Agarose gel electrophoresis is a laboratory technique commonly used to separate DNA fragments by size. However, it can also be used to isolate and purify DNA fragments using a gel extraction protocol.
Gel extraction follows five major steps: running gel electrophoresis to separate fragments, isolating the individual bands, extracting DNA from those bands, and removing the dye and salts from the extracted mixture to obtain pure DNA.
In cloning experiments, both the insert and vector DNA fragments are obtained after digestion with restriction endonucleases. These DNA fragments of varying sizes are mixed with contaminants, such as enzymes, salts, etc., that can inhibit the ligation reaction that follows. Gel extraction is therefore used to obtain pure DNA fragments before ligation.
To set up a gel for extraction, a lower percent (0.7-0.8%) agarose solution is used to ensure efficient migration of the DNA bands. In addition, a wide-combed gel cast is used to obtain thick DNA bands that are easy to isolate. Then, gel electrophoresis is performed at a lower voltage to prevent heating of the gel and damage to the DNA.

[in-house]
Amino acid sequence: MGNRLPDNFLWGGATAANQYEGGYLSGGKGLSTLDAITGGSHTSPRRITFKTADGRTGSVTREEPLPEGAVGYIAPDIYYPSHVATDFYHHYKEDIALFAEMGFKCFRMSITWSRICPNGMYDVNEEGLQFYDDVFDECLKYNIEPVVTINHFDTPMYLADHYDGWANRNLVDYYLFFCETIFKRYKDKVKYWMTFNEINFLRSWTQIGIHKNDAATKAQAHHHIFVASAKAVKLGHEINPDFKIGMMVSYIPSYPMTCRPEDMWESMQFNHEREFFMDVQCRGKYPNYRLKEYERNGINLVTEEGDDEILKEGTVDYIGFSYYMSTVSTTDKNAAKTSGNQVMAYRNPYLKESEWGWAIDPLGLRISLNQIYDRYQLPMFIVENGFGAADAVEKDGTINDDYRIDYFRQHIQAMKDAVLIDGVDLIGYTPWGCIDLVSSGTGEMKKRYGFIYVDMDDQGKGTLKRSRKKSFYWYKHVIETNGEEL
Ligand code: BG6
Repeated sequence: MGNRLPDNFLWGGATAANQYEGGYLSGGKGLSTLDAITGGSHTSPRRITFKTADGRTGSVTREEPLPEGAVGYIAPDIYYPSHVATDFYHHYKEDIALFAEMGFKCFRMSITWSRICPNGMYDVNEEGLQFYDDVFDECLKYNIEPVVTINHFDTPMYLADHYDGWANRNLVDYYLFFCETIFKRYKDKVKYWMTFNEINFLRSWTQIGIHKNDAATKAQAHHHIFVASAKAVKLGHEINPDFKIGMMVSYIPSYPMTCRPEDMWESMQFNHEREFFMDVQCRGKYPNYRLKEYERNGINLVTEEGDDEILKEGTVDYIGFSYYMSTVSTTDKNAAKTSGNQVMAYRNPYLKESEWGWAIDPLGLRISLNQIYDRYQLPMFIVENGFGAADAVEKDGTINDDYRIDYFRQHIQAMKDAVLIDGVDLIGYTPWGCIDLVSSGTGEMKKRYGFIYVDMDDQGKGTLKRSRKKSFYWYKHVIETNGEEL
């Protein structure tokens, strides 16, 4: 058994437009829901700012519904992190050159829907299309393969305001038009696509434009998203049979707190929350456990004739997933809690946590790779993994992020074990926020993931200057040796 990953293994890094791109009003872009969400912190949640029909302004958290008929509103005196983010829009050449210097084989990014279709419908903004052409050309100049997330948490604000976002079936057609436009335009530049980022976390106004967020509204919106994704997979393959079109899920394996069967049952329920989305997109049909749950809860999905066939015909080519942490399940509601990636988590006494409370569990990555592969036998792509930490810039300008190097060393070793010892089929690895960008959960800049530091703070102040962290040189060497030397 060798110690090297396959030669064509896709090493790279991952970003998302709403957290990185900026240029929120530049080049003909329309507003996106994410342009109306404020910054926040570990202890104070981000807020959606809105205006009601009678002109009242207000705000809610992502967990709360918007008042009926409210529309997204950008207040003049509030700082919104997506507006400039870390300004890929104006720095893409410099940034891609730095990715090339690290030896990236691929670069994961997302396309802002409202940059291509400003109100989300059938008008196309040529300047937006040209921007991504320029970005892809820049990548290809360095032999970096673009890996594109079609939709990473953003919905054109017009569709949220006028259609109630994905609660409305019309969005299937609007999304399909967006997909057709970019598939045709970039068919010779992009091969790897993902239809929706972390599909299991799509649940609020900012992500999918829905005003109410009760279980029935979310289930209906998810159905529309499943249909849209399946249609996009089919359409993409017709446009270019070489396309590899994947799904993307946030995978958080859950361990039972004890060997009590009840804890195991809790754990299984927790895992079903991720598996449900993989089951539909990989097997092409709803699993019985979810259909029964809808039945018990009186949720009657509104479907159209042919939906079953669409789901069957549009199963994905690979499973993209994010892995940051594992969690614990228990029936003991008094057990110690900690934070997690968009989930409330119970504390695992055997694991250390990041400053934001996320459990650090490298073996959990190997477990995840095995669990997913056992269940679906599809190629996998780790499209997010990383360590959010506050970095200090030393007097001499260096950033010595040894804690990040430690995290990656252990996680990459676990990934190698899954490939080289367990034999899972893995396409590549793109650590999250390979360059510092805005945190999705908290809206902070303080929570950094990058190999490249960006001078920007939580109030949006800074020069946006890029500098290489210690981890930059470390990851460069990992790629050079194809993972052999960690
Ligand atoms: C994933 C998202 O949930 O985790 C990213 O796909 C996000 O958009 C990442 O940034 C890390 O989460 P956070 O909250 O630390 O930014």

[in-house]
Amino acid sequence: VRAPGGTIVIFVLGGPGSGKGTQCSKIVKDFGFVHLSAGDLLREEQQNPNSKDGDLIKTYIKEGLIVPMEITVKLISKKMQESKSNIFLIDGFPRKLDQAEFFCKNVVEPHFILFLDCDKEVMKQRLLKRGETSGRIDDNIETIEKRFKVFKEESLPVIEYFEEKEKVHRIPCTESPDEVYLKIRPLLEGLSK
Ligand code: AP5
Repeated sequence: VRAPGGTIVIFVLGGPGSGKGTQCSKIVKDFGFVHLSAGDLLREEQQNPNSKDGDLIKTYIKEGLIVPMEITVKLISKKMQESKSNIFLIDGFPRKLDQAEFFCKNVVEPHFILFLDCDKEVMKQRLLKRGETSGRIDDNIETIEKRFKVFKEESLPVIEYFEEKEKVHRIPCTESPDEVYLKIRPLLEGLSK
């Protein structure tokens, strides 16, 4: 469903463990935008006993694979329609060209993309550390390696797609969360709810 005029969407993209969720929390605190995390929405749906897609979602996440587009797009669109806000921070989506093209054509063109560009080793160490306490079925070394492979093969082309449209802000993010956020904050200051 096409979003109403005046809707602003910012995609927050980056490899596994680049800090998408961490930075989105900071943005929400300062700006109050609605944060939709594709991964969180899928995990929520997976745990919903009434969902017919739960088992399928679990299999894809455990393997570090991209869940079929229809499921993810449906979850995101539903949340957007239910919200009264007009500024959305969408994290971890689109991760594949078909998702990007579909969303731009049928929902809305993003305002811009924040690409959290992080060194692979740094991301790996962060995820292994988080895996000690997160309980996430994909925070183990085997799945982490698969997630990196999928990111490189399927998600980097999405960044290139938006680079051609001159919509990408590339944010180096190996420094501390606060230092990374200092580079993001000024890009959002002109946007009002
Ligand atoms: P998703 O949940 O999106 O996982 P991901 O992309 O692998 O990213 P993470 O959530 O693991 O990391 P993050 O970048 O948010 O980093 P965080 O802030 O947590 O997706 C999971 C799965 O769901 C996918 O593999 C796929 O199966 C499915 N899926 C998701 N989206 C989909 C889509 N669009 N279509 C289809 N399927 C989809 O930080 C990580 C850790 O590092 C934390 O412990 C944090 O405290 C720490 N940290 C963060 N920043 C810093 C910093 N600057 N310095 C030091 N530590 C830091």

Once gel electrophoresis is complete, the ethidium bromide-stained DNA is identified by exposing the gel to long-wavelength UV for a short time. Short exposure to UV radiation prevents damage to DNA. This is followed by cutting out the desired band using a clean razor blade.
The isolated gel slice containing the DNA fragment of interest is then processed through one of the commercially available gel extraction kits. All of these kits follow the same basic principle. First, the agarose gel is dissolved by a buffer solution containing salts, such as sodium iodide. Next, DNA is bound to a column containing an anionic resin and washed a few times with a dilute alcoholic solution to remove impurities. The column is then dried by spinning in a centrifuge. The pure DNA can now be eluted with buffer or deionized water.
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